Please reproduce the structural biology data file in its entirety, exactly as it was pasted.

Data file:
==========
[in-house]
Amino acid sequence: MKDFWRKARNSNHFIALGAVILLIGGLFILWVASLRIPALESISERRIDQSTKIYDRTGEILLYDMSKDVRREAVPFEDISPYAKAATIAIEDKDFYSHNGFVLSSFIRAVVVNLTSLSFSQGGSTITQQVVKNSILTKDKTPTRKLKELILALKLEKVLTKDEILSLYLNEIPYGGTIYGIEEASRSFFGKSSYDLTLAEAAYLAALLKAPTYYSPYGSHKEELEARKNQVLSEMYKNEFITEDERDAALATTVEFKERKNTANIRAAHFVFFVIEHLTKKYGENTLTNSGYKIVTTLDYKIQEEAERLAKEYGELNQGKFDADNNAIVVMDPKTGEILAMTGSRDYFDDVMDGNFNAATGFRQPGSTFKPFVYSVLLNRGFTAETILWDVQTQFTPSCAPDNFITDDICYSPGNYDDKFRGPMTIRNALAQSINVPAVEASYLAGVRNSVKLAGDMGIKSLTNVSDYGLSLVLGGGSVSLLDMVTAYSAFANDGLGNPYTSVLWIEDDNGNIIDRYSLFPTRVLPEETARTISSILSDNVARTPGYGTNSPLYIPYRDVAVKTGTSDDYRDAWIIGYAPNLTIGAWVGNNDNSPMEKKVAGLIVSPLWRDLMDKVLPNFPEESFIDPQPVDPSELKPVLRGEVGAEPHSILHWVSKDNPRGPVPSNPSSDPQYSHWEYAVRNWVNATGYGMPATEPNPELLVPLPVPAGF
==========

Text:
[in-house]
Amino acid sequence: MKDFWRKARNSNHFIALGAVILLIGGLFILWVASLRIPALESISERRIDQSTKIYDRTGEILLYDMSKDVRREAVPFEDISPYAKAATIAIEDKDFYSHNGFVLSSFIRAVVVNLTSLSFSQGGSTITQQVVKNSILTKDKTPTRKLKELILALKLEKVLTKDEILSLYLNEIPYGGTIYGIEEASRSFFGKSSYDLTLAEAAYLAALLKAPTYYSPYGSHKEELEARKNQVLSEMYKNEFITEDERDAALATTVEFKERKNTANIRAAHFVFFVIEHLTKKYGENTLTNSGYKIVTTLDYKIQEEAERLAKEYGELNQGKFDADNNAIVVMDPKTGEILAMTGSRDYFDDVMDGNFNAATGFRQPGSTFKPFVYSVLLNRGFTAETILWDVQTQFTPSCAPDNFITDDICYSPGNYDDKFRGPMTIRNALAQSINVPAVEASYLAGVRNSVKLAGDMGIKSLTNVSDYGLSLVLGGGSVSLLDMVTAYSAFANDGLGNPYTSVLWIEDDNGNIIDRYSLFPTRVLPEETARTISSILSDNVARTPGYGTNSPLYIPYRDVAVKTGTSDDYRDAWIIGYAPNLTIGAWVGNNDNSPMEKKVAGLIVSPLWRDLMDKVLPNFPEESFIDPQPVDPSELKPVLRGEVGAEPHSILHWVSKDNPRGPVPSNPSSDPQYSHWEYAVRNWVNATGYGMPATEPNPELLVPLPVPAGF